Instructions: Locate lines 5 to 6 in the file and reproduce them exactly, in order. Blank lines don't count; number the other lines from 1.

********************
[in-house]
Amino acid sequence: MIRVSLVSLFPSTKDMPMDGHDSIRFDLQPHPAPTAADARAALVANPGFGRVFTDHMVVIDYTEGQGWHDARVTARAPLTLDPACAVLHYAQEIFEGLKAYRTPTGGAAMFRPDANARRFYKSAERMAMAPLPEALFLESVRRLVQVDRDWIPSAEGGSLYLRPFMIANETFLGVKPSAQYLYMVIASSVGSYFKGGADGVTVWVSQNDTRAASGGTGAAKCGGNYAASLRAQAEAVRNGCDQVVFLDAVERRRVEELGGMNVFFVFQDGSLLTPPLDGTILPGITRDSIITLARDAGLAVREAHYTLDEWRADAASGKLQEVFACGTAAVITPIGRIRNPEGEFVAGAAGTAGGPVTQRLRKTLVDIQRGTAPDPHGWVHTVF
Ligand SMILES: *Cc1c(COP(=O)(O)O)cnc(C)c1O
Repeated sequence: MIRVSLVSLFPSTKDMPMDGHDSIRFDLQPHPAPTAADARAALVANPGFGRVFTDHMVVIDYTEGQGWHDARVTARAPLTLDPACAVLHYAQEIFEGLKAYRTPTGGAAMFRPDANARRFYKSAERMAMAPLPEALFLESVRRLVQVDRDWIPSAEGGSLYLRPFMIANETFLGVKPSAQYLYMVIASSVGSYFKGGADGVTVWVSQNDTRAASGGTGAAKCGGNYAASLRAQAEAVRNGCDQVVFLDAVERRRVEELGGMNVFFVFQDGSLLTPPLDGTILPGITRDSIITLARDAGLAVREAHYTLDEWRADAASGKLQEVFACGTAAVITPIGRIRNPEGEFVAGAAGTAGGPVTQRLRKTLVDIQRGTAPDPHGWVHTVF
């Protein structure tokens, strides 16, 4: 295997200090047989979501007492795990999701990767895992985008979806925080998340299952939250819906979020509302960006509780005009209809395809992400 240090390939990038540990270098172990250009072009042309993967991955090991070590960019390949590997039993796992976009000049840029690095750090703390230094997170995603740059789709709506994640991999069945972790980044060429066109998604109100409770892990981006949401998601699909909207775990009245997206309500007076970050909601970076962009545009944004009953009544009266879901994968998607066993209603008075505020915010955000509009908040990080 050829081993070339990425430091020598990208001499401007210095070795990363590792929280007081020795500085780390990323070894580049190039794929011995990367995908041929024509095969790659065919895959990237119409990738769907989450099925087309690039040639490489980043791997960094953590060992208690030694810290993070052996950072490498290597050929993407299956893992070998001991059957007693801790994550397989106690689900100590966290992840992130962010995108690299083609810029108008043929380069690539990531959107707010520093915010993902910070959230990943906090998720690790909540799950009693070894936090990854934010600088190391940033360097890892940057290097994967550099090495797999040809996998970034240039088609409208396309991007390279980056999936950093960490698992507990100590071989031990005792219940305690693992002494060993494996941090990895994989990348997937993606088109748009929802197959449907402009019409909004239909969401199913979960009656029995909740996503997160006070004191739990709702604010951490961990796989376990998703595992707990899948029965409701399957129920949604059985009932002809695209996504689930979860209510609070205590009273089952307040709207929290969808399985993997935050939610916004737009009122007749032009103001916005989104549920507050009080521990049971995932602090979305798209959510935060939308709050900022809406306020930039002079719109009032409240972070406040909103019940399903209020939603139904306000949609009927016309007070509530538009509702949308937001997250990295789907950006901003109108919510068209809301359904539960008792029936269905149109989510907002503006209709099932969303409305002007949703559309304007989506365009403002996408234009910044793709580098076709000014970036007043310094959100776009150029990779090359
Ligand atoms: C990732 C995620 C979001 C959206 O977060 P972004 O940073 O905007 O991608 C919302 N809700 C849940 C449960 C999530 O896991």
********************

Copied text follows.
């Protein structure tokens, strides 16, 4: 295997200090047989979501007492795990999701990767895992985008979806925080998340299952939250819906979020509302960006509780005009209809395809992400 240090390939990038540990270098172990250009072009042309993967991955090991070590960019390949590997039993796992976009000049840029690095750090703390230094997170995603740059789709709506994640991999069945972790980044060429066109998604109100409770892990981006949401998601699909909207775990009245997206309500007076970050909601970076962009545009944004009953009544009266879901994968998607066993209603008075505020915010955000509009908040990080 050829081993070339990425430091020598990208001499401007210095070795990363590792929280007081020795500085780390990323070894580049190039794929011995990367995908041929024509095969790659065919895959990237119409990738769907989450099925087309690039040639490489980043791997960094953590060992208690030694810290993070052996950072490498290597050929993407299956893992070998001991059957007693801790994550397989106690689900100590966290992840992130962010995108690299083609810029108008043929380069690539990531959107707010520093915010993902910070959230990943906090998720690790909540799950009693070894936090990854934010600088190391940033360097890892940057290097994967550099090495797999040809996998970034240039088609409208396309991007390279980056999936950093960490698992507990100590071989031990005792219940305690693992002494060993494996941090990895994989990348997937993606088109748009929802197959449907402009019409909004239909969401199913979960009656029995909740996503997160006070004191739990709702604010951490961990796989376990998703595992707990899948029965409701399957129920949604059985009932002809695209996504689930979860209510609070205590009273089952307040709207929290969808399985993997935050939610916004737009009122007749032009103001916005989104549920507050009080521990049971995932602090979305798209959510935060939308709050900022809406306020930039002079719109009032409240972070406040909103019940399903209020939603139904306000949609009927016309007070509530538009509702949308937001997250990295789907950006901003109108919510068209809301359904539960008792029936269905149109989510907002503006209709099932969303409305002007949703559309304007989506365009403002996408234009910044793709580098076709000014970036007043310094959100776009150029990779090359
Ligand atoms: C990732 C995620 C979001 C959206 O977060 P972004 O940073 O905007 O991608 C919302 N809700 C849940 C449960 C999530 O896991």